Who has never felt time go by faster? According to scientists, the explanation for this sensation may lie in our neurons and in the time of exposure to certain stimuli.
When we receive a visual or auditory stimulus of the same duration over and over again, neurons in a certain part of our brain begin to become exhausted and decrease activity. For example, when we watched the same movie or we hear the same song over and over.
Consequently, we can perceive time passing in a slightly distorted way. Both for more and for less.
According to a study published in the scientific journal Journal of Neuroscience, the tiredness of a group of neurons especially sensitive to the notion of time – located in the supra marginal gyrus, part of the brain responsible for sensory processing – may be the cause of this sensation.
Understand the study
To investigate the relationship between these neurons and the perception of time, the scientists selected a group of 20 people, with an average age of 21 years.
In the first phase of the research, they show participants the same image (a gray circle) for very short periods of time, less than a second, 30 times in a row.
Part of the group received the short version of the stimulus, 0.25 seconds, and another part, the long version, 0.75 seconds.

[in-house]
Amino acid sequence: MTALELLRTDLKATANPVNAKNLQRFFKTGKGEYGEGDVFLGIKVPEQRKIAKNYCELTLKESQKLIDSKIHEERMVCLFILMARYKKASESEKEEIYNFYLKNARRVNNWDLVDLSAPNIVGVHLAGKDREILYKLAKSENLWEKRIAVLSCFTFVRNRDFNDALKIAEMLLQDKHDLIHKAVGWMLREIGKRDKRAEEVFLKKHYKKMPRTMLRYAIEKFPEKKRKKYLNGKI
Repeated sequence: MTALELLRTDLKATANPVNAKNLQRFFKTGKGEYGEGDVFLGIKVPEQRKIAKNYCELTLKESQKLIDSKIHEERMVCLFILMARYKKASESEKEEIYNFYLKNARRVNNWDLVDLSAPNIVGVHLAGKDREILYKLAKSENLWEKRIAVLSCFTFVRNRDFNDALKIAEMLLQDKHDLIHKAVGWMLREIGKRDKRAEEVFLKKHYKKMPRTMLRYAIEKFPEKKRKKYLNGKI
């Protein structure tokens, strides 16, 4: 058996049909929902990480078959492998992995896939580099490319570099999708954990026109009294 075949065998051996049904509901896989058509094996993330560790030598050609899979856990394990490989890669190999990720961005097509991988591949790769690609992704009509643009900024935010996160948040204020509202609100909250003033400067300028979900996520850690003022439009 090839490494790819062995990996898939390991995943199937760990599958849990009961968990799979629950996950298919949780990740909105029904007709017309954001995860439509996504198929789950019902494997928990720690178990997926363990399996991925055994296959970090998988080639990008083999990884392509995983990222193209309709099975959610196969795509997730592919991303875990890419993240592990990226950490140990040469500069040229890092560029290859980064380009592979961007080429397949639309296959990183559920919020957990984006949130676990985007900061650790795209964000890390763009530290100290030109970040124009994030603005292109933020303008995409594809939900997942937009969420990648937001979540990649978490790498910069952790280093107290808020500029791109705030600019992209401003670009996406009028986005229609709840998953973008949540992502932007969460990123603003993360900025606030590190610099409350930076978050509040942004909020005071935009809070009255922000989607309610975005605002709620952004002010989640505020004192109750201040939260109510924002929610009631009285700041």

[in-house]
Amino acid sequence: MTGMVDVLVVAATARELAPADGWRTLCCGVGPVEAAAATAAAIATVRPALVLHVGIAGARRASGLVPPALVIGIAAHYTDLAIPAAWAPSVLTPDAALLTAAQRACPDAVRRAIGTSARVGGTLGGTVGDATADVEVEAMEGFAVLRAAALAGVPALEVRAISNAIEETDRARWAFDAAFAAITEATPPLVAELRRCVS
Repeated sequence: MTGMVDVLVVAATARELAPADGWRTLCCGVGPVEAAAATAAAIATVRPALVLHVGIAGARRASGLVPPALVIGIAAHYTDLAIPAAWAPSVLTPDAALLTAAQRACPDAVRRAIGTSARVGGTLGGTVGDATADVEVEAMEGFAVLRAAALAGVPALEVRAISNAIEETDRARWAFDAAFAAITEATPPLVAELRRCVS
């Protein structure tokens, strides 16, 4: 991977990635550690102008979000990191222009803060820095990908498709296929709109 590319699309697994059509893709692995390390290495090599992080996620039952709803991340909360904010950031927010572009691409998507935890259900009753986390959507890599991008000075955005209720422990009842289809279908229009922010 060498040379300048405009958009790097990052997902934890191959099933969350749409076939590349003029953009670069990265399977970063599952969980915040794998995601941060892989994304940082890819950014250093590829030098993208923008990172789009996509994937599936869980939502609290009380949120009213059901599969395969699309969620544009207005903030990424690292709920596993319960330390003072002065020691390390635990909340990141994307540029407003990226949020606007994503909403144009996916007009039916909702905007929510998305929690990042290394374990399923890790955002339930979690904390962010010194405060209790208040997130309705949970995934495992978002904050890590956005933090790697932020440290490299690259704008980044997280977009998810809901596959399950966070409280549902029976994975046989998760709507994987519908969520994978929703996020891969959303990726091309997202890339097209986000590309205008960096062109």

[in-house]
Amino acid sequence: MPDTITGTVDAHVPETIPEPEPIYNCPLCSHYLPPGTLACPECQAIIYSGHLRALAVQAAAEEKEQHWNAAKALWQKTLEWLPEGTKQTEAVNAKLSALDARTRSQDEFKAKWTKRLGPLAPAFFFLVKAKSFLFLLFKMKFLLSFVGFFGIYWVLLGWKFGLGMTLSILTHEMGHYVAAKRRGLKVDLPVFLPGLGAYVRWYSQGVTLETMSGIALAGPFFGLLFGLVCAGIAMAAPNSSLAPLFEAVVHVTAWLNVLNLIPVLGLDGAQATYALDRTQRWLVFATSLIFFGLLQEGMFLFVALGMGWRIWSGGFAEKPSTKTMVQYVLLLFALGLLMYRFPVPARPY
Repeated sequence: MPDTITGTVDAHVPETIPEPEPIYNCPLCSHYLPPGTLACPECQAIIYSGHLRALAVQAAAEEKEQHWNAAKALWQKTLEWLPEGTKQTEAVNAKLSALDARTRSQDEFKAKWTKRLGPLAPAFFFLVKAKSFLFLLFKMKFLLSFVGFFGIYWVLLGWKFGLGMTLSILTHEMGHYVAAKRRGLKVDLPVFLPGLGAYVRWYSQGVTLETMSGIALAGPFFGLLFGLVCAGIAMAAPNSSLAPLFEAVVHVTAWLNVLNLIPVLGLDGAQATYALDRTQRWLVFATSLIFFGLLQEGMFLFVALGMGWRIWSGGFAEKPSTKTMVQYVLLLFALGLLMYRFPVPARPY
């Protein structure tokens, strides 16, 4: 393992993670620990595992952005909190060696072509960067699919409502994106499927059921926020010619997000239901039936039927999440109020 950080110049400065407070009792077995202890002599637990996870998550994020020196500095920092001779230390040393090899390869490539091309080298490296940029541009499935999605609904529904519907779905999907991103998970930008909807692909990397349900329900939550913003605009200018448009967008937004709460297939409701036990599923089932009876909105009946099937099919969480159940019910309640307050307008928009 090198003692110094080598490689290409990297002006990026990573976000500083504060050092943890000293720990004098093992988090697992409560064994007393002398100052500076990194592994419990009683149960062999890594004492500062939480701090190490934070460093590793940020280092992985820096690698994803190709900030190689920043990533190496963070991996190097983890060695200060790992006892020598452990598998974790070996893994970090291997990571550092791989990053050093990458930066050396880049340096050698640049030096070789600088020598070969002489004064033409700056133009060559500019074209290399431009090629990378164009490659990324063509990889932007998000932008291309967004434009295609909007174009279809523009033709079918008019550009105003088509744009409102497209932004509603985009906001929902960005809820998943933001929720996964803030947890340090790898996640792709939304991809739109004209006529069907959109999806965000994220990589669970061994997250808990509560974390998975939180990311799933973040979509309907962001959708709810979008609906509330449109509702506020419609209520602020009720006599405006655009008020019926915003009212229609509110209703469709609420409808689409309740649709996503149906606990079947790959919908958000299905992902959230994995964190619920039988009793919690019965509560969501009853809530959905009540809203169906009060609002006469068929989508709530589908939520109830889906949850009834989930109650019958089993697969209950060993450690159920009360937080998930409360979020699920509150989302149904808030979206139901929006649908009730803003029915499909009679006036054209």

Then the scientists started testing to see if their perception of time had changed. The researchers showed participants the same circle for slightly longer periods of time: 0.35; 0.45; 0.55 and 0.65 seconds each. At the same time, a sound tone lasting 0.50 seconds was played.
Subsequently, participants were asked to indicate whether the noise had lasted more or less than the display of the images. For those who received the short repetitions in the first phase of the study, the noise that lasted 0.5 seconds seemed to be faster than the image display on the screen that lasted 0.35 seconds.
On the other hand, for people who received the longest repetition, 0.75 seconds, the effect was the opposite. Participants felt that the noise took longer than images that stayed longer on the screen, such as 0.65 seconds.
Your neurons may be lying to you
During the tests, participants had their brains scanned by a functional MRI machine, capable of detecting activity in the organ. At this stage, scientists realized that time-sensitive neurons had less activity. It was as if they were tired after the sensory repetitions to which they were submitted.
According to the study’s authors, this could explain why we feel time passes differently than time called physical.
“It is better not to trust your perception of time after being exposed to repeated flashes of images or noise,” says Masamichi Hayashi, a neuroscientist at Japan’s Osaka University.
Although the results may shed light on still mysterious aspects of the relationship between humans and time, there is a warning. Hayashi recalls that the research he conducted has the limitation of having investigated these changes in perception for very short periods of time.
“Future research will have to study whether our results can be applied to the perception of longer time intervals”, concludes the scientist.
EVERTON LOPES BATISTA / FOLHAPRESS